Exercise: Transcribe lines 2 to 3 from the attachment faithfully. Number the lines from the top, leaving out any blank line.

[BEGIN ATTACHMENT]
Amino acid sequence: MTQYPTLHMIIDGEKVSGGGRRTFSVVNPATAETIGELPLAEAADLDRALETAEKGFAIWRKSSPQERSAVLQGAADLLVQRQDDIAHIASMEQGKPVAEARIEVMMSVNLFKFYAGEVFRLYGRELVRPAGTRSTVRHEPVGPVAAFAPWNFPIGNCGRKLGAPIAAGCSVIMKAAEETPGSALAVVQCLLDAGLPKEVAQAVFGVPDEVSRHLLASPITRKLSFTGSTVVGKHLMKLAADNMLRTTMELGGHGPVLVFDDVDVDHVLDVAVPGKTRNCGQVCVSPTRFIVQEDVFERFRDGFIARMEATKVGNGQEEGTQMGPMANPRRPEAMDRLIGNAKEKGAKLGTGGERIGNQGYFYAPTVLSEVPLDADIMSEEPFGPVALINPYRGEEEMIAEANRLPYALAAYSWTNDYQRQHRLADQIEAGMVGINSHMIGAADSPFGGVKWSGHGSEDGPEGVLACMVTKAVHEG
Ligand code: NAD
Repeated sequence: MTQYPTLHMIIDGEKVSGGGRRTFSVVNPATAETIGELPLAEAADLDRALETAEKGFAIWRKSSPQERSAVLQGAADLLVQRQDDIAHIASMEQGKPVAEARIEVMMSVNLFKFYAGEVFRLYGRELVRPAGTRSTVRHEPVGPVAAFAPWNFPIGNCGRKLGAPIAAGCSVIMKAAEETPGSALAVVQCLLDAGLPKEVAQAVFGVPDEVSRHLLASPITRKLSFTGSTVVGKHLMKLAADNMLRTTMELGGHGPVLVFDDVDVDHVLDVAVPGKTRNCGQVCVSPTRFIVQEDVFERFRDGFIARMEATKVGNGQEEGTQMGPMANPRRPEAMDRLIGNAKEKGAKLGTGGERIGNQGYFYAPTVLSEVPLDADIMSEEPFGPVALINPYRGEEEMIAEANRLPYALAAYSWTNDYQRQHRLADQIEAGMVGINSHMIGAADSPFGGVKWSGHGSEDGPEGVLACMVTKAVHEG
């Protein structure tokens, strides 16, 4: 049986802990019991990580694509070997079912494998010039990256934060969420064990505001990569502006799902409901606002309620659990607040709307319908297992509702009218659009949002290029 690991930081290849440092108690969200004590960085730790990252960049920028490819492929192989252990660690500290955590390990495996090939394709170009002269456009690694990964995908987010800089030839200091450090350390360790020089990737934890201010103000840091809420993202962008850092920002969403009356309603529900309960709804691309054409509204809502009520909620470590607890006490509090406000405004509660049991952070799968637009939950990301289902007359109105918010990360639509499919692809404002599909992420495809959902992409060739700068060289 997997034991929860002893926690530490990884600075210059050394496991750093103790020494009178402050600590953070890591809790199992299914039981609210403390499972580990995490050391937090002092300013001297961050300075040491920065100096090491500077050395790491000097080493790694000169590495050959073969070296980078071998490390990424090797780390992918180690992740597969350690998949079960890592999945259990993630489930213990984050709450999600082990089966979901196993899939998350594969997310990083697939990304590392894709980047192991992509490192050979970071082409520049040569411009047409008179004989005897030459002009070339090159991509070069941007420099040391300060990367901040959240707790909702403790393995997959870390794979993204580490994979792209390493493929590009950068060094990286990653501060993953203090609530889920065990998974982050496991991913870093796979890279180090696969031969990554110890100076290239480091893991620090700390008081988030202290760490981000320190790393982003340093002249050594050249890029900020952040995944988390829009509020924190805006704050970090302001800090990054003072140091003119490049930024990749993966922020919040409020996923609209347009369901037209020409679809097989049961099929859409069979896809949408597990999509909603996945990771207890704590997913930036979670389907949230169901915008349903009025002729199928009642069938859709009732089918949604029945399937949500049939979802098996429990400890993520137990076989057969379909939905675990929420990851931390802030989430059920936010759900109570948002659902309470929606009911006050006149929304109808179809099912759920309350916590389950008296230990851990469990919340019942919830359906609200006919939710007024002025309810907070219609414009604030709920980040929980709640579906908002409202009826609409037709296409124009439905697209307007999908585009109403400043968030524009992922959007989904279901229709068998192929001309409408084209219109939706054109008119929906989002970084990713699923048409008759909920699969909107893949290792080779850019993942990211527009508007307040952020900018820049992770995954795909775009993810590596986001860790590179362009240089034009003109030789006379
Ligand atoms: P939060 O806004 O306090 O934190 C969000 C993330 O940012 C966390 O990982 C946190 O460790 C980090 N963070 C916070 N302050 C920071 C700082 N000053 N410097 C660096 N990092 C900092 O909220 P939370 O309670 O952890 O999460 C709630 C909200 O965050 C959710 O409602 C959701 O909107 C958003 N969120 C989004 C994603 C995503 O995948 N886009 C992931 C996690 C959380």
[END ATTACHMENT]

Ligand code: NAD
Repeated sequence: MTQYPTLHMIIDGEKVSGGGRRTFSVVNPATAETIGELPLAEAADLDRALETAEKGFAIWRKSSPQERSAVLQGAADLLVQRQDDIAHIASMEQGKPVAEARIEVMMSVNLFKFYAGEVFRLYGRELVRPAGTRSTVRHEPVGPVAAFAPWNFPIGNCGRKLGAPIAAGCSVIMKAAEETPGSALAVVQCLLDAGLPKEVAQAVFGVPDEVSRHLLASPITRKLSFTGSTVVGKHLMKLAADNMLRTTMELGGHGPVLVFDDVDVDHVLDVAVPGKTRNCGQVCVSPTRFIVQEDVFERFRDGFIARMEATKVGNGQEEGTQMGPMANPRRPEAMDRLIGNAKEKGAKLGTGGERIGNQGYFYAPTVLSEVPLDADIMSEEPFGPVALINPYRGEEEMIAEANRLPYALAAYSWTNDYQRQHRLADQIEAGMVGINSHMIGAADSPFGGVKWSGHGSEDGPEGVLACMVTKAVHEG